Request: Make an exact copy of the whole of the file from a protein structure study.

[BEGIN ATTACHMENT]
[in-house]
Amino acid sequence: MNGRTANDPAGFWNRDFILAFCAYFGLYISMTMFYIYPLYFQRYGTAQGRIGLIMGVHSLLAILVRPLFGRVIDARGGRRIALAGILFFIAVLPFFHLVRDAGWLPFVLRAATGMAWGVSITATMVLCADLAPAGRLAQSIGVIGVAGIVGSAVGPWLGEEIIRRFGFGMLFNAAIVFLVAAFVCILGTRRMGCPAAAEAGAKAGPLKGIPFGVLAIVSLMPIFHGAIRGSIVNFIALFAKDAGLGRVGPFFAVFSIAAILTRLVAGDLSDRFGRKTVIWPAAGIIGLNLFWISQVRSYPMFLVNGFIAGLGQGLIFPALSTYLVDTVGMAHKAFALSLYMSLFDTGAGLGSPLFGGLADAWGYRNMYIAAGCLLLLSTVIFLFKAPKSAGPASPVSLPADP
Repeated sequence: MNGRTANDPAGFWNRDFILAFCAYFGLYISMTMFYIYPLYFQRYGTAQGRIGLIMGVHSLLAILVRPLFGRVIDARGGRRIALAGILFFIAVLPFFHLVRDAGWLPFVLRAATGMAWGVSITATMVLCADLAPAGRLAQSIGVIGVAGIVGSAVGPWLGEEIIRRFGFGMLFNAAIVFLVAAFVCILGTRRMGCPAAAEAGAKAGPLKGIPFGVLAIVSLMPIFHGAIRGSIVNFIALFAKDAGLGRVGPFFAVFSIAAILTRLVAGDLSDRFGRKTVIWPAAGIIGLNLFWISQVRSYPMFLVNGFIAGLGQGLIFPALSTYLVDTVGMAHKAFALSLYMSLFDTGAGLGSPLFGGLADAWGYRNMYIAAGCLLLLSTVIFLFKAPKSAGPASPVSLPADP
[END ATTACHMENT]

[in-house]
Amino acid sequence: MNGRTANDPAGFWNRDFILAFCAYFGLYISMTMFYIYPLYFQRYGTAQGRIGLIMGVHSLLAILVRPLFGRVIDARGGRRIALAGILFFIAVLPFFHLVRDAGWLPFVLRAATGMAWGVSITATMVLCADLAPAGRLAQSIGVIGVAGIVGSAVGPWLGEEIIRRFGFGMLFNAAIVFLVAAFVCILGTRRMGCPAAAEAGAKAGPLKGIPFGVLAIVSLMPIFHGAIRGSIVNFIALFAKDAGLGRVGPFFAVFSIAAILTRLVAGDLSDRFGRKTVIWPAAGIIGLNLFWISQVRSYPMFLVNGFIAGLGQGLIFPALSTYLVDTVGMAHKAFALSLYMSLFDTGAGLGSPLFGGLADAWGYRNMYIAAGCLLLLSTVIFLFKAPKSAGPASPVSLPADP
Repeated sequence: MNGRTANDPAGFWNRDFILAFCAYFGLYISMTMFYIYPLYFQRYGTAQGRIGLIMGVHSLLAILVRPLFGRVIDARGGRRIALAGILFFIAVLPFFHLVRDAGWLPFVLRAATGMAWGVSITATMVLCADLAPAGRLAQSIGVIGVAGIVGSAVGPWLGEEIIRRFGFGMLFNAAIVFLVAAFVCILGTRRMGCPAAAEAGAKAGPLKGIPFGVLAIVSLMPIFHGAIRGSIVNFIALFAKDAGLGRVGPFFAVFSIAAILTRLVAGDLSDRFGRKTVIWPAAGIIGLNLFWISQVRSYPMFLVNGFIAGLGQGLIFPALSTYLVDTVGMAHKAFALSLYMSLFDTGAGLGSPLFGGLADAWGYRNMYIAAGCLLLLSTVIFLFKAPKSAGPASPVSLPADP